As a new leader, I learned about ADKAR, a model used to understand how people process change: Awareness of the need for change, Desire to participate in and support the change, Knowledge on how to change, Ability to implement required skills and behaviours, and Reinforcement to sustain the change. The truth is, leading employees through organizational change, whether big or small, requires empathy, trust, care, and a growth mindset in order to move forward. Organizations cannot change their culture unless individual employees change their behavior—and changing behavior is not easy; it is actually hard.
Sometimes a leader’s admission of vulnerability helps others recognize and address their ability to process change. You cannot force people to change – you can only help them want to. It is so important for people to understand the why behind the change, the impact it will have on them, and what’s important them. It is vital to acknowledge that there are opportunities for individuals to provide input and feedback. This will empower individuals to buy-in and feel good about their contribution to the change. In so doing, leaders generate a winning culture by engaging and exciting the people responsible for delivering change. It is important to celebrate successes and quick wins and generously and publicly acknowledge those who demonstrate the leadership behaviours that make a strategy succeed. Asking team members to share their experiences will encourage the growth mindset required to ensure that change continues to take place at a pace that is commendable in our organizations.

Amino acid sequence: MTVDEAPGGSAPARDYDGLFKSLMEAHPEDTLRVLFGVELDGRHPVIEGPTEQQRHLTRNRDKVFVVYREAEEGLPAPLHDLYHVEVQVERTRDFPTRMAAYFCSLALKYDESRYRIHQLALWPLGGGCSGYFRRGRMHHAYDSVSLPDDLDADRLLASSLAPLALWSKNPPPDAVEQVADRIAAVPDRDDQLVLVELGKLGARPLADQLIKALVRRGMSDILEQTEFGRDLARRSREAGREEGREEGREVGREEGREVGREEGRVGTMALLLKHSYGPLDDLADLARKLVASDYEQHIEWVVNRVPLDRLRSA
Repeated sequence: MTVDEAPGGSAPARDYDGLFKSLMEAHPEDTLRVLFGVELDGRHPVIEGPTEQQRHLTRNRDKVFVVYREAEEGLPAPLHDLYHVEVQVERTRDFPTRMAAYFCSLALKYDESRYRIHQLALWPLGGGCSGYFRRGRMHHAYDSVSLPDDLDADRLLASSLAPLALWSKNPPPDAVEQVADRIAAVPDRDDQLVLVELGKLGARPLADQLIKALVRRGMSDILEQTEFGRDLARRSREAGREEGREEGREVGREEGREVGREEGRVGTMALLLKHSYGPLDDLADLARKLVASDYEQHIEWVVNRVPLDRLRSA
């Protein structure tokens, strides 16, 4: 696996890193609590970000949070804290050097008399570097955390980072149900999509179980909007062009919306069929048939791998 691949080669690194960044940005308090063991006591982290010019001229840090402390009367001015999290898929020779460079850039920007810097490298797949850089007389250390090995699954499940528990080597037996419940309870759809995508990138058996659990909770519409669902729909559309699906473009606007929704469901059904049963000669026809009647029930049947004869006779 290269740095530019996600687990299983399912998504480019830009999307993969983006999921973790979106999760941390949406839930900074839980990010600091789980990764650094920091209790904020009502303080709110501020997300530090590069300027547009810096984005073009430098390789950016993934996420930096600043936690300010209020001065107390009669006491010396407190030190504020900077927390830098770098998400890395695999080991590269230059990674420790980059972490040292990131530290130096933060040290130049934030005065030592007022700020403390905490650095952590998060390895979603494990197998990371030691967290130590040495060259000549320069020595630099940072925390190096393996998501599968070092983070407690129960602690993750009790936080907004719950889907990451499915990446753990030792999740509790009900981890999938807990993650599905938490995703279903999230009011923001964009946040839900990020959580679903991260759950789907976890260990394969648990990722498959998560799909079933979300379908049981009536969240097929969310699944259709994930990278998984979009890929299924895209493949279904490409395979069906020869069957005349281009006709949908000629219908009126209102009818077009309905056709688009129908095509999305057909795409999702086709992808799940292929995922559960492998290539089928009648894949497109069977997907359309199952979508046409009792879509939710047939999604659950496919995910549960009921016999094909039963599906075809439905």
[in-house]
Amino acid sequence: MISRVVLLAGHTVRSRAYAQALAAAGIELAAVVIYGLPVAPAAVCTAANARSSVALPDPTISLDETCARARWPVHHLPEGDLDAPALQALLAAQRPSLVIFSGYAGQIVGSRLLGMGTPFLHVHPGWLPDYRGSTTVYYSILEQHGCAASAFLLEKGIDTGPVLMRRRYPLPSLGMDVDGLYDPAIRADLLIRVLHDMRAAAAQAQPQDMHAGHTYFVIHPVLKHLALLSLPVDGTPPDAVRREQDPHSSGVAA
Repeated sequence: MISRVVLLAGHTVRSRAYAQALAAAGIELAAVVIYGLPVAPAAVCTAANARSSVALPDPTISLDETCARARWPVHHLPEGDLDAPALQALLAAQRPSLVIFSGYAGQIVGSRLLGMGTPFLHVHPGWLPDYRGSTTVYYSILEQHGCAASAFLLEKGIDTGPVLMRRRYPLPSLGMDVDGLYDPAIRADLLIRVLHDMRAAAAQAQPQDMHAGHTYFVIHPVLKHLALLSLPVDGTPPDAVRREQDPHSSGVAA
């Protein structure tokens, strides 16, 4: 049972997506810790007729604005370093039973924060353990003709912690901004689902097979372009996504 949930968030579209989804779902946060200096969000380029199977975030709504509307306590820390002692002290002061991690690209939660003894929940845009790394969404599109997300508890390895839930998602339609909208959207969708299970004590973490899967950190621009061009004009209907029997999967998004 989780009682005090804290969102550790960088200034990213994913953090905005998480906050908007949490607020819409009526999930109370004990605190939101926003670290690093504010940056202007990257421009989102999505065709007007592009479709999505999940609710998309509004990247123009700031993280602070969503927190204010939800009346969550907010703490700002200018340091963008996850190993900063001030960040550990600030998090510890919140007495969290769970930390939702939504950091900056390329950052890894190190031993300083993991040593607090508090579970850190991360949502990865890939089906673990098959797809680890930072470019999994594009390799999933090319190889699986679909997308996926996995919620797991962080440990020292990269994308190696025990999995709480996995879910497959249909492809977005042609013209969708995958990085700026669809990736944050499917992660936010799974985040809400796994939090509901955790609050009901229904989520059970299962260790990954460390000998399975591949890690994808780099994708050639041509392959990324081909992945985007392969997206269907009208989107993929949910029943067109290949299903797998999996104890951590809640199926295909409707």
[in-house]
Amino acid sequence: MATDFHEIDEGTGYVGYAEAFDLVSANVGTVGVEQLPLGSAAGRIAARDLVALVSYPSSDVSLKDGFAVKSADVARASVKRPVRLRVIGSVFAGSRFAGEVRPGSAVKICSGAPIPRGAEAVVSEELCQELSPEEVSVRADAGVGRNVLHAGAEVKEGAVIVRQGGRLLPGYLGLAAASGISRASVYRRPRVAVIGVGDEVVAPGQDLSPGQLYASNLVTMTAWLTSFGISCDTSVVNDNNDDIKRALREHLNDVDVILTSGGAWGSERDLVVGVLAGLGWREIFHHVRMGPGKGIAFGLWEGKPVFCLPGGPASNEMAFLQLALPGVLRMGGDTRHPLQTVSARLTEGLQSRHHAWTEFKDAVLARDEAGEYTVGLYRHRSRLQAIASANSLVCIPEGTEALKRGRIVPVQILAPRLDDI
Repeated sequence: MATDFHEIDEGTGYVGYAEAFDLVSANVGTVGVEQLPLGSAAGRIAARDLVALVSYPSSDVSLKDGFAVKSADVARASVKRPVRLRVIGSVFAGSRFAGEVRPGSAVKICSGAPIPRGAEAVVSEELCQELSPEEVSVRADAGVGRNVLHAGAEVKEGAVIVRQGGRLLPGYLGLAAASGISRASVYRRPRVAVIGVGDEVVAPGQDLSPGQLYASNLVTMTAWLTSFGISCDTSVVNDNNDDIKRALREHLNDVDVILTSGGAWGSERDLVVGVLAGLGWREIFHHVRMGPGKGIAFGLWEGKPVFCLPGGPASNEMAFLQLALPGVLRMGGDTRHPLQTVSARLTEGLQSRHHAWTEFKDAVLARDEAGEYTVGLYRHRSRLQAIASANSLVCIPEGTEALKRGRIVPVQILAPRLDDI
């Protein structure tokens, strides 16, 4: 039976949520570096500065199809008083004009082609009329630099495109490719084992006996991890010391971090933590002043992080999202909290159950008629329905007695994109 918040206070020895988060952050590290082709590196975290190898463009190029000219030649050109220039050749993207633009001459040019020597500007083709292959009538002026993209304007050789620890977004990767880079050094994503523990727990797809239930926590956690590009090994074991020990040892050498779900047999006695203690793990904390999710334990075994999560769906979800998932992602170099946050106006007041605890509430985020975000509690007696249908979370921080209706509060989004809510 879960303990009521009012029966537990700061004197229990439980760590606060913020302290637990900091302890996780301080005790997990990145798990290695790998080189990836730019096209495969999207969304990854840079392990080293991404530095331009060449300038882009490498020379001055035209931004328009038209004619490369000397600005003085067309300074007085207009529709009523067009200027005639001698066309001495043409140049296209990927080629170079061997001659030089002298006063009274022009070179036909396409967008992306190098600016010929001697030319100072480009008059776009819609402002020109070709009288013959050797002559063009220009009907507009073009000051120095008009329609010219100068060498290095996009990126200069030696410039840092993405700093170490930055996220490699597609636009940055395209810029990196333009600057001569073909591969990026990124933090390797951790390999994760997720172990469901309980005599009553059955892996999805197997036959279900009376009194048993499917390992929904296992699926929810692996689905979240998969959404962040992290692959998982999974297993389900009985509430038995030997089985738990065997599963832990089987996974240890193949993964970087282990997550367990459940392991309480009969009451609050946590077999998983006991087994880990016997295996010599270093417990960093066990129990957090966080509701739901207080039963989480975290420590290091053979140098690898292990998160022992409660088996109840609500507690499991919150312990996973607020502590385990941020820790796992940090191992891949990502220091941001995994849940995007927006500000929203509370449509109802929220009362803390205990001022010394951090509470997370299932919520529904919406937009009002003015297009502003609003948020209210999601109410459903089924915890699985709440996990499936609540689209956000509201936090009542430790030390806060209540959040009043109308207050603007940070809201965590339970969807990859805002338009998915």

I truly believe that the behaviours of change of management will allow us to never be stuck in old ways. Instead, it will create a flexible and agile collaborative team capable of pivoting in a timely manner, generating the environment where great things will happen because we allowed ourselves to try something new.
Maria Artuso MBA(FS) 2015, Community Manager at RBC Royal Bank, was recently named one of Ottawa’s Top 40 under 40 business professionals. A successful, highly motivated business leader with a track record of success in the fields of operational effectiveness, retail banking, commercial banking, and leadership, Maria is dedicated to giving back to her community, believing that her volunteerism enhances her job performance and life experiences. Maria has graciously agreed to be a repeat contributor on CEGE Connection.
Yvonne Thevenot says
I love hearing about change management through the voice of business leaders who own and deliver to the change management needs in the business. Thank you for sharing your story Maria!
Thank you for your visit and comments, Yvonne!
Amit Brahme says
Thank you Maria. You have articulated with clarity. I love how you have applied ADKAR and made it lucid for everyone to follow. Great blog piece.
Thank you for your visit and comment, Amit!
Jamie Campbell says
Well-written Maria. I appreciate that you acknowledged the divide between what we are taught vs the reality of the workplace. Breaking down generational walls to try something new can be hard! On the flip side, I’ve worked with people who initiate change constantly just because they feel like they need to be changing something which can also be challenging on a team if the change is unnecessary or worse – a step backwards (perhaps this is your next blog topic! Haha).
Thank you for your visit and comments, Jamie!